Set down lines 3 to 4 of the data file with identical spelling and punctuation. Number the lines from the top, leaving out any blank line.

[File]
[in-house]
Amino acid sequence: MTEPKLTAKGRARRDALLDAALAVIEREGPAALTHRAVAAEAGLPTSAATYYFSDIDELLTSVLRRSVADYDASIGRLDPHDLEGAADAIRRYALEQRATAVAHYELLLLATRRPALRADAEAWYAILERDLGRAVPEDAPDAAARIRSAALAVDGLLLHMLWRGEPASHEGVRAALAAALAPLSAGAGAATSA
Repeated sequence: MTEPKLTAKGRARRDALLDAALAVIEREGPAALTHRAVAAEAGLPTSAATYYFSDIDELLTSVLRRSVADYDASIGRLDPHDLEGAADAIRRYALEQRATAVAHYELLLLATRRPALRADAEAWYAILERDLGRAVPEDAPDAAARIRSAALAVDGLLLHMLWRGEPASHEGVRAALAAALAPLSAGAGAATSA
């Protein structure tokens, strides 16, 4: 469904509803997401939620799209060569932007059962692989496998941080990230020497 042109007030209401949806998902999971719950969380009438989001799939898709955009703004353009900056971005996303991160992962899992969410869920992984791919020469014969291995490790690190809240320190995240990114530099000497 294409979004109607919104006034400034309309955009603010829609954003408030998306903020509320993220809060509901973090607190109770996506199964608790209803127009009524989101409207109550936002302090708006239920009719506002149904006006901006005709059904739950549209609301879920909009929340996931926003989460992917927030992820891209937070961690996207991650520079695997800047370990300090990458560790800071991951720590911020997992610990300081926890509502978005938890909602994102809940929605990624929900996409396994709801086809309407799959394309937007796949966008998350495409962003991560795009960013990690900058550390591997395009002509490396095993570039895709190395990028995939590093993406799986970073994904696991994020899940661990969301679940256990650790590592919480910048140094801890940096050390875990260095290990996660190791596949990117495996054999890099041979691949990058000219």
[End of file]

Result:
Repeated sequence: MTEPKLTAKGRARRDALLDAALAVIEREGPAALTHRAVAAEAGLPTSAATYYFSDIDELLTSVLRRSVADYDASIGRLDPHDLEGAADAIRRYALEQRATAVAHYELLLLATRRPALRADAEAWYAILERDLGRAVPEDAPDAAARIRSAALAVDGLLLHMLWRGEPASHEGVRAALAAALAPLSAGAGAATSA
């Protein structure tokens, strides 16, 4: 469904509803997401939620799209060569932007059962692989496998941080990230020497 042109007030209401949806998902999971719950969380009438989001799939898709955009703004353009900056971005996303991160992962899992969410869920992984791919020469014969291995490790690190809240320190995240990114530099000497 294409979004109607919104006034400034309309955009603010829609954003408030998306903020509320993220809060509901973090607190109770996506199964608790209803127009009524989101409207109550936002302090708006239920009719506002149904006006901006005709059904739950549209609301879920909009929340996931926003989460992917927030992820891209937070961690996207991650520079695997800047370990300090990458560790800071991951720590911020997992610990300081926890509502978005938890909602994102809940929605990624929900996409396994709801086809309407799959394309937007796949966008998350495409962003991560795009960013990690900058550390591997395009002509490396095993570039895709190395990028995939590093993406799986970073994904696991994020899940661990969301679940256990650790590592919480910048140094801890940096050390875990260095290990996660190791596949990117495996054999890099041979691949990058000219």